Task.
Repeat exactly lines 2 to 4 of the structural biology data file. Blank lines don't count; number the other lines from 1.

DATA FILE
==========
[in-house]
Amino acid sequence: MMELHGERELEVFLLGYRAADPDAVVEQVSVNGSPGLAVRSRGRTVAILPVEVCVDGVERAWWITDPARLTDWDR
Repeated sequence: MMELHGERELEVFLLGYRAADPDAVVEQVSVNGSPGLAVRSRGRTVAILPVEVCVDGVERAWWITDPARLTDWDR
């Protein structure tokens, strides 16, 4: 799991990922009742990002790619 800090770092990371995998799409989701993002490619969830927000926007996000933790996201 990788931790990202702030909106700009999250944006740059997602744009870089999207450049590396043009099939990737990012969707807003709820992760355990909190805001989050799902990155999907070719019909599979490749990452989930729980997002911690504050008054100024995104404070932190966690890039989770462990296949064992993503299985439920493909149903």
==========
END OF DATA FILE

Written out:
Amino acid sequence: MMELHGERELEVFLLGYRAADPDAVVEQVSVNGSPGLAVRSRGRTVAILPVEVCVDGVERAWWITDPARLTDWDR
Repeated sequence: MMELHGERELEVFLLGYRAADPDAVVEQVSVNGSPGLAVRSRGRTVAILPVEVCVDGVERAWWITDPARLTDWDR
């Protein structure tokens, strides 16, 4: 799991990922009742990002790619 800090770092990371995998799409989701993002490619969830927000926007996000933790996201 990788931790990202702030909106700009999250944006740059997602744009870089999207450049590396043009099939990737990012969707807003709820992760355990909190805001989050799902990155999907070719019909599979490749990452989930729980997002911690504050008054100024995104404070932190966690890039989770462990296949064992993503299985439920493909149903």